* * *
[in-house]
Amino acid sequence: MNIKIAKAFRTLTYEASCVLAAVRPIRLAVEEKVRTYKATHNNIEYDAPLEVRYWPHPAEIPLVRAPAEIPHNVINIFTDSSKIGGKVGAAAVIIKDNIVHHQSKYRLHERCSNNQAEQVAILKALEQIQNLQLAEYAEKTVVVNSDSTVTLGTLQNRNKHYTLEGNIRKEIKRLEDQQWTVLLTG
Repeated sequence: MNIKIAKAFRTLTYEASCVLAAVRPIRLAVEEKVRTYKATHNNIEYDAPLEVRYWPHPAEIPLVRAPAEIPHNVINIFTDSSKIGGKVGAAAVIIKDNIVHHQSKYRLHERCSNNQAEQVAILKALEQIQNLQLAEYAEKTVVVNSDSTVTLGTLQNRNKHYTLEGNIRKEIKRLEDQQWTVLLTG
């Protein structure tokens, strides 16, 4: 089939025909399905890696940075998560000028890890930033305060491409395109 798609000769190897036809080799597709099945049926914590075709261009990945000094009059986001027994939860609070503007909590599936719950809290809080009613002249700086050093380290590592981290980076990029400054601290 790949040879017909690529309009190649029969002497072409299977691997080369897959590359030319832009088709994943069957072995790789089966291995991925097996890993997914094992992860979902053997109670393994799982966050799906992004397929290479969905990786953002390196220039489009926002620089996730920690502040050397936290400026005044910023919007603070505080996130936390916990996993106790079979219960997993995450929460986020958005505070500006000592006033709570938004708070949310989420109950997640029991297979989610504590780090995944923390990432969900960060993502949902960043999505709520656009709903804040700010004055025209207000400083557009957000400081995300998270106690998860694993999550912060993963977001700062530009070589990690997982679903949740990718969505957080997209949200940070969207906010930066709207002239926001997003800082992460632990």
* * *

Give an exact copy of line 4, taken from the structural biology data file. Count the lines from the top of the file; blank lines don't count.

């Protein structure tokens, strides 16, 4: 089939025909399905890696940075998560000028890890930033305060491409395109 798609000769190897036809080799597709099945049926914590075709261009990945000094009059986001027994939860609070503007909590599936719950809290809080009613002249700086050093380290590592981290980076990029400054601290 790949040879017909690529309009190649029969002497072409299977691997080369897959590359030319832009088709994943069957072995790789089966291995991925097996890993997914094992992860979902053997109670393994799982966050799906992004397929290479969905990786953002390196220039489009926002620089996730920690502040050397936290400026005044910023919007603070505080996130936390916990996993106790079979219960997993995450929460986020958005505070500006000592006033709570938004708070949310989420109950997640029991297979989610504590780090995944923390990432969900960060993502949902960043999505709520656009709903804040700010004055025209207000400083557009957000400081995300998270106690998860694993999550912060993963977001700062530009070589990690997982679903949740990718969505957080997209949200940070969207906010930066709207002239926001997003800082992460632990």